Bernard Dionysius Geoghegan is a Reader in the history and theory of digital media. An overarching theme of his research is how "cultural" sciences shape—and are shaped by—digital media. This question spans his writing on the mutual constitution of cybernetics and the human sciences, ethnicity and AI, and the role of mid-twentieth century military vigilance in the development of multimedia computing. His attention to cultural factors in technical systems also figured in his work as a curator, notably for the Anthropocene and Technosphere projects at the Haus der Kulturen der Welt.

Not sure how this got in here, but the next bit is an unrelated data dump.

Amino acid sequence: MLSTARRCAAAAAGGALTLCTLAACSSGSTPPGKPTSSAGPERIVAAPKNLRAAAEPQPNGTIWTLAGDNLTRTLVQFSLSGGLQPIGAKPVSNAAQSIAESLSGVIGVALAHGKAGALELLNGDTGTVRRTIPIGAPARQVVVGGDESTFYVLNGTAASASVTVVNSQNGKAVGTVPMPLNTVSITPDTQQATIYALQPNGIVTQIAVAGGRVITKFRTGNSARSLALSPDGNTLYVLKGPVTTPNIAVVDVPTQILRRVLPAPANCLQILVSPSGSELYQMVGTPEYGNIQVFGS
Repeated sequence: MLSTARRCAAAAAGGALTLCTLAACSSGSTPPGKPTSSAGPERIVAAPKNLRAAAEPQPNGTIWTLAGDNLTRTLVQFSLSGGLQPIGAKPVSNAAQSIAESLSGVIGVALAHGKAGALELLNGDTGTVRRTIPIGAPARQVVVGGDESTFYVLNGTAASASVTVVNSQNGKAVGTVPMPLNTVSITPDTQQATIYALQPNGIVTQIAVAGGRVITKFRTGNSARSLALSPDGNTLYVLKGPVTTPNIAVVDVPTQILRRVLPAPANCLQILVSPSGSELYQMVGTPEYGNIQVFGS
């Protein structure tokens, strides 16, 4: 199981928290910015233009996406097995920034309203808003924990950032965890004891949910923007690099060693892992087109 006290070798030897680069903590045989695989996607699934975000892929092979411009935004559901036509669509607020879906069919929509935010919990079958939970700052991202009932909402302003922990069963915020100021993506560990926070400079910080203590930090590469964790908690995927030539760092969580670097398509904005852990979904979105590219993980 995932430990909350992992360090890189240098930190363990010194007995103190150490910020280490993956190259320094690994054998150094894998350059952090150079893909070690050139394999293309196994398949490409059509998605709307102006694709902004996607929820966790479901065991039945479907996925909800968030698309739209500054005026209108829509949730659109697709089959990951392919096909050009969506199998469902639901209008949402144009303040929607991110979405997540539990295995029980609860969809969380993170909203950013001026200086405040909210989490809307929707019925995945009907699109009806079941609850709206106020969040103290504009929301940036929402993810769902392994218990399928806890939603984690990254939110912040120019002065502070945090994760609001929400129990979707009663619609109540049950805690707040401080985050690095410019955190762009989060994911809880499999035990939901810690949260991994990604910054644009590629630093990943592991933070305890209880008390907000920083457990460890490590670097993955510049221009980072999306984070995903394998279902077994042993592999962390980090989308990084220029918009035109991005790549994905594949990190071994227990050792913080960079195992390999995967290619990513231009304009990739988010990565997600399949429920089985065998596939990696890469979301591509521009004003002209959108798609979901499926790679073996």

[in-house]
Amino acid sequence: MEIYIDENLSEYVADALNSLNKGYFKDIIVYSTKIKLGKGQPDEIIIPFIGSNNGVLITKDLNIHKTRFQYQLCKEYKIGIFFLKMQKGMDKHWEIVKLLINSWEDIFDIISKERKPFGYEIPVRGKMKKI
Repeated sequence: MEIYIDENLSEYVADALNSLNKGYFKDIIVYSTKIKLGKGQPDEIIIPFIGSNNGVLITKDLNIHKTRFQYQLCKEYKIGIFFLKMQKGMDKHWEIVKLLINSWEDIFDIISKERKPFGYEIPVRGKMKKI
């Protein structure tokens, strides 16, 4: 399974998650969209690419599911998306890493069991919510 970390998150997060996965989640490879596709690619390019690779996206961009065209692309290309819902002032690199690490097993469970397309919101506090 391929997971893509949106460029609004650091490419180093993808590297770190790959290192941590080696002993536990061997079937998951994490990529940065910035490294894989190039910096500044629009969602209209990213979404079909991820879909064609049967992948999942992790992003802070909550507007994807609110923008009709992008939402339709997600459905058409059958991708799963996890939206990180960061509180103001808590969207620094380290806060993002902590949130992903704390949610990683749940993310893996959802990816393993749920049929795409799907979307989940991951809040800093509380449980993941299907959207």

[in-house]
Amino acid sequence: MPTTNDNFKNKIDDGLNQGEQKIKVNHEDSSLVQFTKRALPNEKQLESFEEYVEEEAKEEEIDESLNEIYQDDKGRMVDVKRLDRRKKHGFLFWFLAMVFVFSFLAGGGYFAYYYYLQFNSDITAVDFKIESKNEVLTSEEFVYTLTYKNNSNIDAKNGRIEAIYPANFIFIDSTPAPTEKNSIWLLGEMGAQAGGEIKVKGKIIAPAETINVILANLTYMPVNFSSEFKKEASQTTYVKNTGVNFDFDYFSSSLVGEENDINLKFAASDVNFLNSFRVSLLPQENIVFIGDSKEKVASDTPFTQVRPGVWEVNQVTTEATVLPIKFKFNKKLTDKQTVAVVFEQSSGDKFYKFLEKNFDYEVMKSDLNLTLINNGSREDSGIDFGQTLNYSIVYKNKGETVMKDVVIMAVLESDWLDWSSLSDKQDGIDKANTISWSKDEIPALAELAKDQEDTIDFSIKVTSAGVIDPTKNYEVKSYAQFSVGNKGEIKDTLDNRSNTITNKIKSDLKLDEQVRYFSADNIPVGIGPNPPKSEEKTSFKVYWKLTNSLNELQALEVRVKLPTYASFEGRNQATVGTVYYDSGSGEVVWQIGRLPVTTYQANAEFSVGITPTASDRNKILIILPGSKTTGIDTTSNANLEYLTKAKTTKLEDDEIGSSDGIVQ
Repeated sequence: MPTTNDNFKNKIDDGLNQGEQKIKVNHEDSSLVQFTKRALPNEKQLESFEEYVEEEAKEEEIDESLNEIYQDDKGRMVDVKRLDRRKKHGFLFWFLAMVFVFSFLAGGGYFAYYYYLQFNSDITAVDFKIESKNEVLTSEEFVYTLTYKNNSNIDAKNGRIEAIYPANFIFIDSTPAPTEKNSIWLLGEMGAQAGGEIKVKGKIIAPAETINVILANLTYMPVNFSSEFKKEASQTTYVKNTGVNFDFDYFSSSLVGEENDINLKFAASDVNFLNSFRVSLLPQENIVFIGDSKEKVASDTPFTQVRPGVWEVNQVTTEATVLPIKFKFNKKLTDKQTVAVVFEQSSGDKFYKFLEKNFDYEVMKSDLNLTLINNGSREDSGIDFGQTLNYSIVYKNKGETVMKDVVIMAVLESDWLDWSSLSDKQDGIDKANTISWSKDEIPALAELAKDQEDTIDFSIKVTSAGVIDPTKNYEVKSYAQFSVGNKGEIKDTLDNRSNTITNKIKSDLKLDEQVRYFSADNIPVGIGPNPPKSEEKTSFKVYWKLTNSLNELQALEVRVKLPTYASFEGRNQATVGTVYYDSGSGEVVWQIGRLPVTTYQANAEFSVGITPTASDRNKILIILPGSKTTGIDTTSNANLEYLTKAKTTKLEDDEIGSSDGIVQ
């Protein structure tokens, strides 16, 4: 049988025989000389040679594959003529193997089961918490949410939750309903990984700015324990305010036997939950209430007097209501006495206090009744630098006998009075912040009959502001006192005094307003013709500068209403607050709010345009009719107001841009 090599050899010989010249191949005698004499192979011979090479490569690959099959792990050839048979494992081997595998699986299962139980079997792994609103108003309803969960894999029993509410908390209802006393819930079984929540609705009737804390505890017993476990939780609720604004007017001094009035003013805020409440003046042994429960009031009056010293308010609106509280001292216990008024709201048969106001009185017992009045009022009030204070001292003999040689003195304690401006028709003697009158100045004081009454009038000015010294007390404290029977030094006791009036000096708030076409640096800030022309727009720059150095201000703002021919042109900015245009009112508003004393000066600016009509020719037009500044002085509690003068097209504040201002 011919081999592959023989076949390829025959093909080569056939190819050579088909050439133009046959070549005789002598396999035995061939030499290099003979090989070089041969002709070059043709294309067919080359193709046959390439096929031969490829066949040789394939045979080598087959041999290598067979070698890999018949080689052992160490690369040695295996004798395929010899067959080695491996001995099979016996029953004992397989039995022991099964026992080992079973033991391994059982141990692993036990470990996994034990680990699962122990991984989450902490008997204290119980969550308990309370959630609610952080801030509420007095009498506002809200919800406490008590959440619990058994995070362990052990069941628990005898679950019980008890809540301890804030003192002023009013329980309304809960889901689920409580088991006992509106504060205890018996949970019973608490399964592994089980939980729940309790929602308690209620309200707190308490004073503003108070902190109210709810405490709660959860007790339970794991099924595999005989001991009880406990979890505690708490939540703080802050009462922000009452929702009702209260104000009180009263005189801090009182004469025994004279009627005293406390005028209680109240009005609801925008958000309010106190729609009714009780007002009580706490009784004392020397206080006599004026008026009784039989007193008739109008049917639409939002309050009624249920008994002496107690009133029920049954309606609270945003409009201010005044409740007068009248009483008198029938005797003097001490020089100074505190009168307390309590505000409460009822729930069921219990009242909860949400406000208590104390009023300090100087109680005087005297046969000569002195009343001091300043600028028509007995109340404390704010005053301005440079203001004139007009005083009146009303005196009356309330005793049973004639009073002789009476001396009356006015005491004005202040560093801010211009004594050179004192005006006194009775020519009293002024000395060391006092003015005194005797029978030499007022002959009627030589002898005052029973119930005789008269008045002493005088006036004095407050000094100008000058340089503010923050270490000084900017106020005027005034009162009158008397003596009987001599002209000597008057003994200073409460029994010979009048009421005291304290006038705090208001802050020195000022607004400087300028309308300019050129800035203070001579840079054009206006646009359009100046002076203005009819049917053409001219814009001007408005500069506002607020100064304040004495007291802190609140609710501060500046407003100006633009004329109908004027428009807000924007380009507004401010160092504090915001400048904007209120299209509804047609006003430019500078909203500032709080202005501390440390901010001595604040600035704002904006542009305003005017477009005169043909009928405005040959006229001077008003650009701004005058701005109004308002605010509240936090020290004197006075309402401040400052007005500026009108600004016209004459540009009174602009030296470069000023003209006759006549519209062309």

His current project Screenscapes: How Formats Render Territories draws on infrastructure studies and the history of technology to offer an environmental history of computational visualization. It considers multimedia digital interfaces in terms of visual articulation, i.e., the technoscientific formatting of territories and temporalities. He is analyzing how key computational instruments—nineteenth century astronomical tables, World War I ballistics, mid-twentieth-century radar, and present-day smart phones—merge visual formatting with techniques of mapping and defining territories.